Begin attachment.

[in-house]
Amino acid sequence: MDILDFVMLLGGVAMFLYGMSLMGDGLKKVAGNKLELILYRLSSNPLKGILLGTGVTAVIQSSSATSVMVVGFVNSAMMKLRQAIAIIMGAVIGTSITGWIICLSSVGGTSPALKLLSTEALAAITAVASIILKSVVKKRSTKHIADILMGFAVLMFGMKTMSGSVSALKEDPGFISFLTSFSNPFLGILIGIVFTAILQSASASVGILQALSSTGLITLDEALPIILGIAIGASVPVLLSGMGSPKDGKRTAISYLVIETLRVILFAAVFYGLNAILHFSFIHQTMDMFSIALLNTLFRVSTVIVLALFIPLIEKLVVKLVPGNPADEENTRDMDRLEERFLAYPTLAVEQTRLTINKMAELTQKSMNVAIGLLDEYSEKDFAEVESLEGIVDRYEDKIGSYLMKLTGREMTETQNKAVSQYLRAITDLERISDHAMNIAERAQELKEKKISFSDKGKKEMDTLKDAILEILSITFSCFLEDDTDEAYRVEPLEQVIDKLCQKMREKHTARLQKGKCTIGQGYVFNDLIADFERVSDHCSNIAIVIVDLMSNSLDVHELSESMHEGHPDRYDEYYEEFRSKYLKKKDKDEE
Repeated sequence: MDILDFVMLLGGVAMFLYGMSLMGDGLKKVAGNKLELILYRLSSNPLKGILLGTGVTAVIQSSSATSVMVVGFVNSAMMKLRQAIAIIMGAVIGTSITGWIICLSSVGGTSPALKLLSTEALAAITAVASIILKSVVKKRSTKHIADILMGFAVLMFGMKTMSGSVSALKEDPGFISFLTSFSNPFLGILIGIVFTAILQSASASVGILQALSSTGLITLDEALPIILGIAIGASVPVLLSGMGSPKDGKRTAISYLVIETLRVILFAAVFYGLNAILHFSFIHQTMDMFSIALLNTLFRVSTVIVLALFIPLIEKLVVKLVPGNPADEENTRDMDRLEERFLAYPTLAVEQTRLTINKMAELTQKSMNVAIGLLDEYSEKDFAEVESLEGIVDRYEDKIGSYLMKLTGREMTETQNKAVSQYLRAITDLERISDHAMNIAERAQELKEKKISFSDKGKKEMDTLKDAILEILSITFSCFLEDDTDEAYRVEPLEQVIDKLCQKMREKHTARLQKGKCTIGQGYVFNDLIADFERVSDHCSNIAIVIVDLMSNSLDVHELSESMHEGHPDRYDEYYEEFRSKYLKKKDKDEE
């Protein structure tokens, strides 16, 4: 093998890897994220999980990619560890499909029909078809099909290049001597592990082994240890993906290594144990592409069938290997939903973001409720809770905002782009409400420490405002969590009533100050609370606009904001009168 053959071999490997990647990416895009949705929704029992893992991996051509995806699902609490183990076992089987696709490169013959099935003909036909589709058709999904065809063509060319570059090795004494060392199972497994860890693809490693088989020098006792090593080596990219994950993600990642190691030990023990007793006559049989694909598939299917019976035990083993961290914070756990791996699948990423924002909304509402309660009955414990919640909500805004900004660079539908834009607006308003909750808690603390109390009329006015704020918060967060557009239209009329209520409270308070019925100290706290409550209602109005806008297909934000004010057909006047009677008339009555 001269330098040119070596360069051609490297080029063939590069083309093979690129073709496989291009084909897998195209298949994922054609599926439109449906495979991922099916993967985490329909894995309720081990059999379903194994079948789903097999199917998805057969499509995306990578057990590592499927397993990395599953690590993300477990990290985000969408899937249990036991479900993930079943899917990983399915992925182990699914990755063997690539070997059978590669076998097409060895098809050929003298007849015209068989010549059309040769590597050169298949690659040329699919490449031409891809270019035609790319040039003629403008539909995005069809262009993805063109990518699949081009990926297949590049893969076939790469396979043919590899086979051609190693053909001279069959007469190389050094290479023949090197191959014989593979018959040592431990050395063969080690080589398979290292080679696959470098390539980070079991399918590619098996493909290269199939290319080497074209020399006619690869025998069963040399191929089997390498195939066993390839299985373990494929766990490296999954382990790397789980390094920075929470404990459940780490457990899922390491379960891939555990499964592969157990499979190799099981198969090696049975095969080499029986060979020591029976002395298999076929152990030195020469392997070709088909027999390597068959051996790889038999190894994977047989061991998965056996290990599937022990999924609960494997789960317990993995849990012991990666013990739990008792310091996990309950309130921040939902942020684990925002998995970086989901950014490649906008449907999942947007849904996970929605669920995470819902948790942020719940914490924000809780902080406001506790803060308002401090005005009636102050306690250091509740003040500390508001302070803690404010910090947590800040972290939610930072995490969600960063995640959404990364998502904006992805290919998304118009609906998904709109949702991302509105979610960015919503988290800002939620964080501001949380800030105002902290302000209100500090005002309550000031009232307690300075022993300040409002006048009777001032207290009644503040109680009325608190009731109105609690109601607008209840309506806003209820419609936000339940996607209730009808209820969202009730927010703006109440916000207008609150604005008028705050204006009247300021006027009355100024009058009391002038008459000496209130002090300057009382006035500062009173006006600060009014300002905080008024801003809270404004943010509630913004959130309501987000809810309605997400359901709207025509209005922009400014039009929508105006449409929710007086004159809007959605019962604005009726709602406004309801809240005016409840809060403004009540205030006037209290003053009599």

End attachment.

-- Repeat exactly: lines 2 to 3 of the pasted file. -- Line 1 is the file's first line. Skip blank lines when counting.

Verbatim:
Amino acid sequence: MDILDFVMLLGGVAMFLYGMSLMGDGLKKVAGNKLELILYRLSSNPLKGILLGTGVTAVIQSSSATSVMVVGFVNSAMMKLRQAIAIIMGAVIGTSITGWIICLSSVGGTSPALKLLSTEALAAITAVASIILKSVVKKRSTKHIADILMGFAVLMFGMKTMSGSVSALKEDPGFISFLTSFSNPFLGILIGIVFTAILQSASASVGILQALSSTGLITLDEALPIILGIAIGASVPVLLSGMGSPKDGKRTAISYLVIETLRVILFAAVFYGLNAILHFSFIHQTMDMFSIALLNTLFRVSTVIVLALFIPLIEKLVVKLVPGNPADEENTRDMDRLEERFLAYPTLAVEQTRLTINKMAELTQKSMNVAIGLLDEYSEKDFAEVESLEGIVDRYEDKIGSYLMKLTGREMTETQNKAVSQYLRAITDLERISDHAMNIAERAQELKEKKISFSDKGKKEMDTLKDAILEILSITFSCFLEDDTDEAYRVEPLEQVIDKLCQKMREKHTARLQKGKCTIGQGYVFNDLIADFERVSDHCSNIAIVIVDLMSNSLDVHELSESMHEGHPDRYDEYYEEFRSKYLKKKDKDEE
Repeated sequence: MDILDFVMLLGGVAMFLYGMSLMGDGLKKVAGNKLELILYRLSSNPLKGILLGTGVTAVIQSSSATSVMVVGFVNSAMMKLRQAIAIIMGAVIGTSITGWIICLSSVGGTSPALKLLSTEALAAITAVASIILKSVVKKRSTKHIADILMGFAVLMFGMKTMSGSVSALKEDPGFISFLTSFSNPFLGILIGIVFTAILQSASASVGILQALSSTGLITLDEALPIILGIAIGASVPVLLSGMGSPKDGKRTAISYLVIETLRVILFAAVFYGLNAILHFSFIHQTMDMFSIALLNTLFRVSTVIVLALFIPLIEKLVVKLVPGNPADEENTRDMDRLEERFLAYPTLAVEQTRLTINKMAELTQKSMNVAIGLLDEYSEKDFAEVESLEGIVDRYEDKIGSYLMKLTGREMTETQNKAVSQYLRAITDLERISDHAMNIAERAQELKEKKISFSDKGKKEMDTLKDAILEILSITFSCFLEDDTDEAYRVEPLEQVIDKLCQKMREKHTARLQKGKCTIGQGYVFNDLIADFERVSDHCSNIAIVIVDLMSNSLDVHELSESMHEGHPDRYDEYYEEFRSKYLKKKDKDEE